As reactions kept coming, Combs and Mazer took to Tumblr to respond—and to finally clarify some of the misinformation fueling people’s rage. In her response, Mazer revealed herself as genderqueer to try to curb allegations of cis appropriation, but added that she didn’t think she should have had to in the first place. “The idea that I should need to qualify my creative projects with a disclaimer about my gender identity, or anyone elses’ for that matter, [felt] tokenizing to me,” wrote Mazer. “To come out and say, ‘I’m genderqueer, and I approve this project!’…No. I will not demean artistic expression of personal feelings with disclaimers of this sort.”

Did finding out that Combs was genderqueer make a difference to some of his critics? “It did, though I really wished he had been more clear about that in both the initial essay and his public responses,” Jes writes me. “Positionality is extremely important when you’re speaking about these issues and when you have the power of a significant voice in your community.”

Combs, meanwhile, says positionality shouldn’t be so important. “I think that if I’d posed myself as genderqueer off the bat, that would have changed the tone of the criticisms completely, but that’s also part of what rubs me the wrong way about a lot of the conversation,” Combs writes from the road while on tour in Europe. “I think there is a weird essentialism around a cis/trans* dichotomy that is sort of what genderqueerness is meant to subvert… I don’t want the art that I’m making to be automatically ‘OK’ because it’s judged to fit on the trans* side of that dichotomy because I used the right buzzword or whatever. I want gender to be free and fluid and that anyone should be able to make art about it regardless of their identity.”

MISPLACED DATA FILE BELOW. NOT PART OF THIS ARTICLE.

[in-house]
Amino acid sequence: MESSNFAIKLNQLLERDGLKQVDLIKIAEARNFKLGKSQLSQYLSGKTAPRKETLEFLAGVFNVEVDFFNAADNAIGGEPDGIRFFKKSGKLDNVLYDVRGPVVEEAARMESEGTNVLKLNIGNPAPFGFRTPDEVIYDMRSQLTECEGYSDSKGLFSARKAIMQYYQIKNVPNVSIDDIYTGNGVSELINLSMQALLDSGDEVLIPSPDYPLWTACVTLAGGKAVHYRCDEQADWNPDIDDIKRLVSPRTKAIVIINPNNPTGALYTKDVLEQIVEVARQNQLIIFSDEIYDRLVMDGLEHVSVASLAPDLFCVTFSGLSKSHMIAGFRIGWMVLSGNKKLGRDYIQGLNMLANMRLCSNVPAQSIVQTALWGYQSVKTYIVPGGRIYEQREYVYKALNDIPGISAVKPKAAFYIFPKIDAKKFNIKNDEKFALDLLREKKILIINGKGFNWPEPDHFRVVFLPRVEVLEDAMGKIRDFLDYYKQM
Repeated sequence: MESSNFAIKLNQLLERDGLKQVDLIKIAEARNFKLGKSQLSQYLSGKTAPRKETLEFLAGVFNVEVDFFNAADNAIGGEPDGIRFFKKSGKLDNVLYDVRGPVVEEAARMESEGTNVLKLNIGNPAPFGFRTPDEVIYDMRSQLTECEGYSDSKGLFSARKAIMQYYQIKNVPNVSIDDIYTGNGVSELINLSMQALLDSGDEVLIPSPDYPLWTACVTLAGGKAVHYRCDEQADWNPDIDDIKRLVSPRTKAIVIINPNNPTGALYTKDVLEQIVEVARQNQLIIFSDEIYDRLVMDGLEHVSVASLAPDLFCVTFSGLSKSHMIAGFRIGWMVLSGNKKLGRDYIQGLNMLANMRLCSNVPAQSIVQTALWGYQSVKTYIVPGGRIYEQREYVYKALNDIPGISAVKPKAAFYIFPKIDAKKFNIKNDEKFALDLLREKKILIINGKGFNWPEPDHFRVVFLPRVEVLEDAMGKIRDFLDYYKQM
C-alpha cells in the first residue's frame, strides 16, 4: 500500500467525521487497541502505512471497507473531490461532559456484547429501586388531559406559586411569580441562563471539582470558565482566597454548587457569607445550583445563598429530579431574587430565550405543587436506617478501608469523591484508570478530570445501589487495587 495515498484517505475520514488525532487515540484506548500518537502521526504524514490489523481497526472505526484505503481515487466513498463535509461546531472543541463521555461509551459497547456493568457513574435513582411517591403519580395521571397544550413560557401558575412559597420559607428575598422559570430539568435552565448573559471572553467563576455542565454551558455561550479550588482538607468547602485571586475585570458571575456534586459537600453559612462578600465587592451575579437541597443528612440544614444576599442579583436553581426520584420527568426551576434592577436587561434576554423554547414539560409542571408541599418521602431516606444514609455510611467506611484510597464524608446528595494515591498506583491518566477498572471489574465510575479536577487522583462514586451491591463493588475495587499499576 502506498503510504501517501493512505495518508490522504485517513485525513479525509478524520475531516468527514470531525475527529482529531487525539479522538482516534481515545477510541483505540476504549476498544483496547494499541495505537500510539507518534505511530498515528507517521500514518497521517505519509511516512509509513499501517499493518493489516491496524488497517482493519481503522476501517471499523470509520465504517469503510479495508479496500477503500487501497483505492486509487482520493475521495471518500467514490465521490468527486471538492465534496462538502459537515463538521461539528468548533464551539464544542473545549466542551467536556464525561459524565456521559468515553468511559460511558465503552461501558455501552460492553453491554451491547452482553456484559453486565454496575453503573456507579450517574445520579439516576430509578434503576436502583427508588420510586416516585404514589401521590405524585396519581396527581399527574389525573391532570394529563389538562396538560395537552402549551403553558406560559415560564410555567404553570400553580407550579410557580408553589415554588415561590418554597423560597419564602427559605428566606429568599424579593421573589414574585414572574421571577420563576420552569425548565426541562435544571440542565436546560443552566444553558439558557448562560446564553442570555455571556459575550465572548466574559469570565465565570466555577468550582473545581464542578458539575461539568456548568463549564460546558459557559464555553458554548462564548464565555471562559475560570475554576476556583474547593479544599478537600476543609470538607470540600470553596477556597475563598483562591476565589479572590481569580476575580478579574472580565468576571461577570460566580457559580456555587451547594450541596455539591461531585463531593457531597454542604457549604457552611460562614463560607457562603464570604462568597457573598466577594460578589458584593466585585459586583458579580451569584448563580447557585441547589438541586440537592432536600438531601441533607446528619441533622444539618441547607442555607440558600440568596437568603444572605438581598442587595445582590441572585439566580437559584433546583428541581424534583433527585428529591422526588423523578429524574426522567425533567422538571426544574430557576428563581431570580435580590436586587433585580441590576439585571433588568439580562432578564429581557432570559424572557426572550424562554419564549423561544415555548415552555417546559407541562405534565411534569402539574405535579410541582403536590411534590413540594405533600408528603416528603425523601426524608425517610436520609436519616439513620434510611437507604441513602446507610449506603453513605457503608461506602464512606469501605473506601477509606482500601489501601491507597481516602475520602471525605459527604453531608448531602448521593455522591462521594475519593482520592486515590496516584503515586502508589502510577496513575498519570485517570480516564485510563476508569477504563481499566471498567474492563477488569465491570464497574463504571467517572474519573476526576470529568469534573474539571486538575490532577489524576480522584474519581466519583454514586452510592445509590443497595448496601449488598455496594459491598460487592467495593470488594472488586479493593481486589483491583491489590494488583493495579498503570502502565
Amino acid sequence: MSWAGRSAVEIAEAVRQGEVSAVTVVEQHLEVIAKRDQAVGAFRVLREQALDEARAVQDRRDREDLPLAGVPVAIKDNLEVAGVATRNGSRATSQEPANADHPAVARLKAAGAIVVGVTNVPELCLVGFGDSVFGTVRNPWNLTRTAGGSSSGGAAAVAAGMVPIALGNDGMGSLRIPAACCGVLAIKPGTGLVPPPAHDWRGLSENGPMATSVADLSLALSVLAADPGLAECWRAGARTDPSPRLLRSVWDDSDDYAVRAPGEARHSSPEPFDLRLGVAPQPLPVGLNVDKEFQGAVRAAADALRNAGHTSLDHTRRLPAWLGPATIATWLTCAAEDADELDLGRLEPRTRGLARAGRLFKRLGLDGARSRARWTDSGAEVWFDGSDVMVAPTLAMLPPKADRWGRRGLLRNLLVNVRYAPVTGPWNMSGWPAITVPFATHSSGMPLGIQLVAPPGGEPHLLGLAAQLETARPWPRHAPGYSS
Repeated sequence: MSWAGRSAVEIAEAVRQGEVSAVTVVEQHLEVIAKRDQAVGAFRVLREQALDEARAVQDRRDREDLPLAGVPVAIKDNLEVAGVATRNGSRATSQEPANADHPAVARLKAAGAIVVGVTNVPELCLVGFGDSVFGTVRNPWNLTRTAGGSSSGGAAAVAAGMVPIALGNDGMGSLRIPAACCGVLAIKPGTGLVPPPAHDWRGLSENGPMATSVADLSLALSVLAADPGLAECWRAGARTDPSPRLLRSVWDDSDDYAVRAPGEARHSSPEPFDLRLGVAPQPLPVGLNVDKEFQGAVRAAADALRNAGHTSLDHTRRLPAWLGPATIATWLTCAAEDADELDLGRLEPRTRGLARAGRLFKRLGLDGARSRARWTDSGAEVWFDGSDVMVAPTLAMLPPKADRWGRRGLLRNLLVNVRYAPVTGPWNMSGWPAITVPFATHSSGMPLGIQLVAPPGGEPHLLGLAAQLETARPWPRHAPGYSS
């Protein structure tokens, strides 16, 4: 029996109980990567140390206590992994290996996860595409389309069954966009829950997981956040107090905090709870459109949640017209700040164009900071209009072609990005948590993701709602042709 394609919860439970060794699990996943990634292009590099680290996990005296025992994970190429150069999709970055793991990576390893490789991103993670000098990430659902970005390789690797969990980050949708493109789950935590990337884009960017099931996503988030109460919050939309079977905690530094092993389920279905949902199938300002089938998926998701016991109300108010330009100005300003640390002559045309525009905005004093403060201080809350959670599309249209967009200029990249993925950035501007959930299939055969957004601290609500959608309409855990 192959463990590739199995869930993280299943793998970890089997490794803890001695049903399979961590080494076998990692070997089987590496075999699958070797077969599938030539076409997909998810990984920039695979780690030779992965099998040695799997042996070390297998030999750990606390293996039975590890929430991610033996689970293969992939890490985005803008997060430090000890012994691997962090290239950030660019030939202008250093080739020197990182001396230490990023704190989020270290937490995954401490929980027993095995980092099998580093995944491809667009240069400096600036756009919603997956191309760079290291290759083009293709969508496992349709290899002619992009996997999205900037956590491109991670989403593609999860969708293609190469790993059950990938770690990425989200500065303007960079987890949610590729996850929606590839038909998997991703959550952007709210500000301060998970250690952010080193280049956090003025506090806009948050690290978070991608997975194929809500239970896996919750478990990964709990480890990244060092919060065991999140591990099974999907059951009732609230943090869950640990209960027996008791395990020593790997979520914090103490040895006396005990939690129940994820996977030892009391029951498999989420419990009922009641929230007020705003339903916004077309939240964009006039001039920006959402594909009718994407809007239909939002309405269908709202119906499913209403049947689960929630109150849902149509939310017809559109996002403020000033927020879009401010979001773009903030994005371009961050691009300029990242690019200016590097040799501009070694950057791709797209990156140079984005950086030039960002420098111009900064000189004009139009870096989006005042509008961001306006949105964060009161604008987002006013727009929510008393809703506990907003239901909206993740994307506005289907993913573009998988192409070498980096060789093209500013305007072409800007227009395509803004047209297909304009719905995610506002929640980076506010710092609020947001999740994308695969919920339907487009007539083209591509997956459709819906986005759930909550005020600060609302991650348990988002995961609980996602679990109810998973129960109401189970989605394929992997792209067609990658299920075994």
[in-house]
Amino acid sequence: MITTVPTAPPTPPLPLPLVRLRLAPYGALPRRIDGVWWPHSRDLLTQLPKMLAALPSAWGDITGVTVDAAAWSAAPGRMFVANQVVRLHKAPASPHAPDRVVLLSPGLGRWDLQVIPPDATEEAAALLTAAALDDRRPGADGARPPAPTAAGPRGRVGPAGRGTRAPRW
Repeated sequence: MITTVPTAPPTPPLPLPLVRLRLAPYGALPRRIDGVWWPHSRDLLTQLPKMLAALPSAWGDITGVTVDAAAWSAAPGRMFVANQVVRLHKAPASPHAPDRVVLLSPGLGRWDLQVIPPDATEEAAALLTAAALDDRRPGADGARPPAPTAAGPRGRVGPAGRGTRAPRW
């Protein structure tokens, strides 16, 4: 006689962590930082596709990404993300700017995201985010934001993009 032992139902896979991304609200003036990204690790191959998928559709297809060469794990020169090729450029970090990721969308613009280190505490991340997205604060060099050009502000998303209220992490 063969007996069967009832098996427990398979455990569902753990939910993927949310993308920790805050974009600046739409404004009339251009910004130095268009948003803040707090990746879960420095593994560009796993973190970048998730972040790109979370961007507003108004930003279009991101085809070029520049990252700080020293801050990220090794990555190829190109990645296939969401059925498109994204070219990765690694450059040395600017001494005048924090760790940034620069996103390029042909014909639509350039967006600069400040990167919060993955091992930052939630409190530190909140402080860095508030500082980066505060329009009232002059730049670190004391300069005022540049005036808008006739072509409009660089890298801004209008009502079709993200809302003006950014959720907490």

Combs also just wasn’t ready to “come out” at the time “Sexy Dreams” hit YouTube. “I considered whether I felt comfortable referring to myself as genderqueer when writing the essay and at the time I didn’t,” he writes. “I think that came out of a fear that I as a person with cis privilege might be perceived as trying to colonize a trans* identity that is generally occupied by people with less privilege than me.”

Meanwhile, Wagner is happy to have been a part of the project, even though it lead to some tough conversations. “I’m glad that we made the video, I’m glad that it’s out there,” says Wagner. “I wish that it had not hurt people who I consider to be allies and part of my community. But…I’m glad that the conversation happened.” Combs has since started a Tumblr to archive the debate over his video.

Mazer says she’s not going to apologize to anyone for “Sexy Dreams.” “I’m not sorry for hurting anybody’s feelings. I don’t think there should be apologies in punk,” she says. “Art offends people.” If artists stoop to edit themselves when their work sparks controversy, Mazer says, “you’re gonna edit yourself into oblivion.”

Besides, Mazer says, she’s proud of her handiwork. “I made that man into a beautiful, beautiful woman.”